After seeing the horrid conditions at the Montgomery County Animal Shelter via Facebook, I had to do something. How does it get this bad so quickly?? Reaching out to other #CritterLovers, I received many emails, texts, and calls.
This is a compilation of their stories, thoughts, concerns, and solutions.
I spoke with several active volunteers at the shelter- many have seen the shelter through several turnovers in management. Above all, their main concern is the general welfare and well-being of the animals during their stay at the shelter. The quality of life for the animals is taking a rapid decline once again in light of the new director firing existing staff without a back up plan. This poor planning in a shelter with high volume of both animal intakes and adopters visiting daily is grossly understaffed at the moment. It should be noted that not all of the shelter was as filthy as the pictures you are seeing. The green adoption room was almost spotless thanks to a hard working kennel tech who I’ve read in comments in postings is named Carlos.
There are many volunteers who have tried not to stir the online drama which only seems to facilitate the issues at hand. The three ring circus that sometimes happens online has likely kept away valuable veterinary help and experienced candidates from wanting to involve or associate themselves.
ONE point that needs to be noted about the 4.16.12 Visit – the green room staffed by a technician named Carlos was virtually spotless. He was working his ass off. No other kennel staff were anywhere to be found for the over one hour spent in the facility. The yellow room had been partially cleaned.
(Montgomery County Animal Shelter, 8535 HW-242, Conroe, Texas. 12:37, Friday, 15 April, 2016.)
(Long Term Shelter Dogs)
No fresh water in the bowls.
Absolutely filthy kennels.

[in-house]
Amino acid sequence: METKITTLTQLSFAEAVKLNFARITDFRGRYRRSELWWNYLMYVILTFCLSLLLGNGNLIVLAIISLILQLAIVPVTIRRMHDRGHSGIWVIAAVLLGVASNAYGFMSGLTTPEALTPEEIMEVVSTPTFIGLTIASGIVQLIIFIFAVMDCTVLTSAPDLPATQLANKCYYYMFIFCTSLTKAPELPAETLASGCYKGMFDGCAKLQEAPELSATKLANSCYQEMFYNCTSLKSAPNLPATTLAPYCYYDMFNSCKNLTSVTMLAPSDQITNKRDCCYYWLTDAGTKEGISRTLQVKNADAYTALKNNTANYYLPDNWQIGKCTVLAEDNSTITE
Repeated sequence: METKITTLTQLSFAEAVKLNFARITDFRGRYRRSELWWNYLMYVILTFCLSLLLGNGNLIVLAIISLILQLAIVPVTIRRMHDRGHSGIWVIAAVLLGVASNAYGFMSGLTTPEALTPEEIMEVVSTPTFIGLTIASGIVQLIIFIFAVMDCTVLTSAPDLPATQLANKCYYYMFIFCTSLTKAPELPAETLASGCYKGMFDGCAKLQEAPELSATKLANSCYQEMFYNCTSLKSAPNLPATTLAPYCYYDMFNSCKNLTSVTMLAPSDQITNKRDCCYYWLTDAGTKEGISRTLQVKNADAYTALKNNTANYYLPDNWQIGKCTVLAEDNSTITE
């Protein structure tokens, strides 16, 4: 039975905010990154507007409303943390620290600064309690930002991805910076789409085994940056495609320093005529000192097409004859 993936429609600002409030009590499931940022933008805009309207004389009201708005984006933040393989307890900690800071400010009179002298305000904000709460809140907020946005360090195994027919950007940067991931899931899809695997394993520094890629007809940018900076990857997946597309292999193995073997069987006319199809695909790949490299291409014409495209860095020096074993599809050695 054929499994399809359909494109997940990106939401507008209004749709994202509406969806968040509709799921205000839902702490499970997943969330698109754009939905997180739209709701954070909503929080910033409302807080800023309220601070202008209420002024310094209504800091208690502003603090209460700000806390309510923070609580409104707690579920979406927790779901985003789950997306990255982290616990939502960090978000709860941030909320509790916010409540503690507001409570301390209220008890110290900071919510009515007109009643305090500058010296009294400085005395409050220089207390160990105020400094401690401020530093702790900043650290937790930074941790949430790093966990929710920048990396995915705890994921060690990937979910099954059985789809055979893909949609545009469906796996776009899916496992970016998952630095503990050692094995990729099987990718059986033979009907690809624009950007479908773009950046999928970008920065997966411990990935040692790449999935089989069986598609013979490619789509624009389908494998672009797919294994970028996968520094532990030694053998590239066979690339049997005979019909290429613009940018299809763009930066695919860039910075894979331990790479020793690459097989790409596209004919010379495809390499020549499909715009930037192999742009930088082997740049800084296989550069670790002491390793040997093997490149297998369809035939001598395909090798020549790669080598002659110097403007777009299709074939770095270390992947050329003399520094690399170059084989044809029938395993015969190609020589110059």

Dr. Hayden, the newest new director was not on site, but at one of his other businesses.
This issue and outrage is about a lack of planning, lack of leadership, and a lack of management skills.
Montgomery County treatment of stray and shelter animals is probably only rivaled by the conditions of stray animals in third world countries.
Thousands of dogs and cats come to the county shelter every year (approximately 24,000) and thousands are euthanized, many are infected with contagious diseases when they are admitted to the shelter, many more languish in an appalling condition of neglect .
The great majority of intakes comes from the areas of New Caney, Willis, Porter, and Splendora. Irresponsible pet ownership, reckless breeding and failure to control animal overpopulation is rampant. Litter upon litters of puppies and kittens are dumped at the County Shelter on a daily basis : unvaccinated, malnourished and often already sick.
While it is legal for the County to euthanize every single animal one minute after the 72 hour stray hold expires, it is not legal to cause these animals unnecessary pain, hunger, and suffering – to cruelly confine them in appalling filth, in their own feces and urine exposing them to all sort of transmissible diseases. Conditions such as these are frowned upon in our community, but somehow acceptable in our shelter? These very conditions would be reason enough to call animal control officers to remove an animal from a private residence.
For many responsible and caring animal owners in this County, the status quo is simply unacceptable. The barbaric state of animal welfare in Montgomery County is perpetuated by a leadership who is simply uneducated, disinterested, or unwilling to act and implement the suggestions and guidelines given by leaders in animal welfare and shelter management experts.